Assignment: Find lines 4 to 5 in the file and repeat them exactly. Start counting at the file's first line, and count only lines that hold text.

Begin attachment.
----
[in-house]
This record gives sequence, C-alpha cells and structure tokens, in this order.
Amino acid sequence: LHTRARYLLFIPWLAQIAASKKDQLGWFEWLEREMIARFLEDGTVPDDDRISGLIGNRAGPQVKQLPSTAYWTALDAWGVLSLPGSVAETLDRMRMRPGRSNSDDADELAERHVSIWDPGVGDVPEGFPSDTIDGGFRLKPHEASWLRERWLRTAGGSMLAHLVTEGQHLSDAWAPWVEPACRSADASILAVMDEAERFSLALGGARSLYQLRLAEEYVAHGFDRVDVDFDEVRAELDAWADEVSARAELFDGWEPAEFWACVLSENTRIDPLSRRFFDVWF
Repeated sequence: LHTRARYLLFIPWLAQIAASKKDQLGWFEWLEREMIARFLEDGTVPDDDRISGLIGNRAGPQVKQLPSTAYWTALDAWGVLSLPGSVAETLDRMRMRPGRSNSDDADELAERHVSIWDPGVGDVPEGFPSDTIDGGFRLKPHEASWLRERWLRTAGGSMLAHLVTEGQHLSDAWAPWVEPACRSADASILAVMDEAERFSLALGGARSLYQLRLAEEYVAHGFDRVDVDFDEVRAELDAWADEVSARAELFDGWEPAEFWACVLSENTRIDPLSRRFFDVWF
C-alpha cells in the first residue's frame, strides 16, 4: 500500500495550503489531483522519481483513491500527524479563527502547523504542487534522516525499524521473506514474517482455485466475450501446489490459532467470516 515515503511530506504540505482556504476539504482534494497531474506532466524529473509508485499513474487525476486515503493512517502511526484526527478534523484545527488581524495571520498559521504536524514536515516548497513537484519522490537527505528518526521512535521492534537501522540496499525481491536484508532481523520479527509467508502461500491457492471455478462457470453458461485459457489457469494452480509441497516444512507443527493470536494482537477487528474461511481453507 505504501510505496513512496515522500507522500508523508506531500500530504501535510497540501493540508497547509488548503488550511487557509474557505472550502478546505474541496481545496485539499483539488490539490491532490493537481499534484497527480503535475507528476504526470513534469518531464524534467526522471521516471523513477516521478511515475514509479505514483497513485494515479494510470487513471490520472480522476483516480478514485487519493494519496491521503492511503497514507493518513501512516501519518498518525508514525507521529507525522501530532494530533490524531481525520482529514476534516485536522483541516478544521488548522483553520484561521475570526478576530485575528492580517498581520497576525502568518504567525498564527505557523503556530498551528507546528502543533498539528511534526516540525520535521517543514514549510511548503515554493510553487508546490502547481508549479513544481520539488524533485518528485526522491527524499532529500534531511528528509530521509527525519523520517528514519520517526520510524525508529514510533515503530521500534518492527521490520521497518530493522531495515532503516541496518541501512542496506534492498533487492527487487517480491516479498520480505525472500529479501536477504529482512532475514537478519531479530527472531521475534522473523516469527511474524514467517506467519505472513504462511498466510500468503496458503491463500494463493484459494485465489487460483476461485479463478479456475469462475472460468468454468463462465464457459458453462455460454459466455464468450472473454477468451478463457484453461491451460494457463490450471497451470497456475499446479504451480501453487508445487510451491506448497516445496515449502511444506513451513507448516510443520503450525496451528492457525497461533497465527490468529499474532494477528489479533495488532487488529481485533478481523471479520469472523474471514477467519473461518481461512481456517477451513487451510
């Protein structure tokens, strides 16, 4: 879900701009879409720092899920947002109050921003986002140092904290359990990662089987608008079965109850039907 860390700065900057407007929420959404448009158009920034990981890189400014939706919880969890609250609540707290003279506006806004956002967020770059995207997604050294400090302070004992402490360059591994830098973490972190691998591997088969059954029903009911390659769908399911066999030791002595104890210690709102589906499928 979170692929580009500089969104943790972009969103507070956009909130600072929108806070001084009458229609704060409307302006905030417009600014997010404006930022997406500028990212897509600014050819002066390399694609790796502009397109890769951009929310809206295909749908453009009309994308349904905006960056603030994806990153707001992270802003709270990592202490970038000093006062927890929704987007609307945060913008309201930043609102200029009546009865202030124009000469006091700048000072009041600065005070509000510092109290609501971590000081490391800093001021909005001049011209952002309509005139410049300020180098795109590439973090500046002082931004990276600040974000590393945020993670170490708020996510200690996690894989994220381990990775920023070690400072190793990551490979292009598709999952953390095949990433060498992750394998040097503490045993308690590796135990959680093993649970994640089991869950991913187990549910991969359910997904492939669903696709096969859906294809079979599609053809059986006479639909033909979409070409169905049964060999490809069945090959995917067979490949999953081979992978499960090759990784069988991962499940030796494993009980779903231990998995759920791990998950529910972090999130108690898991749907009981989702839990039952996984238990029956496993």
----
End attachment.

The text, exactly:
Repeated sequence: LHTRARYLLFIPWLAQIAASKKDQLGWFEWLEREMIARFLEDGTVPDDDRISGLIGNRAGPQVKQLPSTAYWTALDAWGVLSLPGSVAETLDRMRMRPGRSNSDDADELAERHVSIWDPGVGDVPEGFPSDTIDGGFRLKPHEASWLRERWLRTAGGSMLAHLVTEGQHLSDAWAPWVEPACRSADASILAVMDEAERFSLALGGARSLYQLRLAEEYVAHGFDRVDVDFDEVRAELDAWADEVSARAELFDGWEPAEFWACVLSENTRIDPLSRRFFDVWF
C-alpha cells in the first residue's frame, strides 16, 4: 500500500495550503489531483522519481483513491500527524479563527502547523504542487534522516525499524521473506514474517482455485466475450501446489490459532467470516 515515503511530506504540505482556504476539504482534494497531474506532466524529473509508485499513474487525476486515503493512517502511526484526527478534523484545527488581524495571520498559521504536524514536515516548497513537484519522490537527505528518526521512535521492534537501522540496499525481491536484508532481523520479527509467508502461500491457492471455478462457470453458461485459457489457469494452480509441497516444512507443527493470536494482537477487528474461511481453507 505504501510505496513512496515522500507522500508523508506531500500530504501535510497540501493540508497547509488548503488550511487557509474557505472550502478546505474541496481545496485539499483539488490539490491532490493537481499534484497527480503535475507528476504526470513534469518531464524534467526522471521516471523513477516521478511515475514509479505514483497513485494515479494510470487513471490520472480522476483516480478514485487519493494519496491521503492511503497514507493518513501512516501519518498518525508514525507521529507525522501530532494530533490524531481525520482529514476534516485536522483541516478544521488548522483553520484561521475570526478576530485575528492580517498581520497576525502568518504567525498564527505557523503556530498551528507546528502543533498539528511534526516540525520535521517543514514549510511548503515554493510553487508546490502547481508549479513544481520539488524533485518528485526522491527524499532529500534531511528528509530521509527525519523520517528514519520517526520510524525508529514510533515503530521500534518492527521490520521497518530493522531495515532503516541496518541501512542496506534492498533487492527487487517480491516479498520480505525472500529479501536477504529482512532475514537478519531479530527472531521475534522473523516469527511474524514467517506467519505472513504462511498466510500468503496458503491463500494463493484459494485465489487460483476461485479463478479456475469462475472460468468454468463462465464457459458453462455460454459466455464468450472473454477468451478463457484453461491451460494457463490450471497451470497456475499446479504451480501453487508445487510451491506448497516445496515449502511444506513451513507448516510443520503450525496451528492457525497461533497465527490468529499474532494477528489479533495488532487488529481485533478481523471479520469472523474471514477467519473461518481461512481456517477451513487451510